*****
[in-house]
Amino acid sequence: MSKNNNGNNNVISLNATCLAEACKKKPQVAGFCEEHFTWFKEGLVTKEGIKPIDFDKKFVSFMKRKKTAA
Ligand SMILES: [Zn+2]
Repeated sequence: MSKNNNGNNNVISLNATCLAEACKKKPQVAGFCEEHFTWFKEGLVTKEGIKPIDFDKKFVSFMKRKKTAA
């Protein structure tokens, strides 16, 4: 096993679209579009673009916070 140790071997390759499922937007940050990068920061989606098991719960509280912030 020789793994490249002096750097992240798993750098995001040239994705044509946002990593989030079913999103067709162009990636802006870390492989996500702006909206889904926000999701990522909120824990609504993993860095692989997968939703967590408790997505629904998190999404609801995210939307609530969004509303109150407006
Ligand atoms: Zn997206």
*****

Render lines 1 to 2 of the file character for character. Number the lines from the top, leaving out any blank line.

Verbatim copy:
[in-house]
Amino acid sequence: MSKNNNGNNNVISLNATCLAEACKKKPQVAGFCEEHFTWFKEGLVTKEGIKPIDFDKKFVSFMKRKKTAA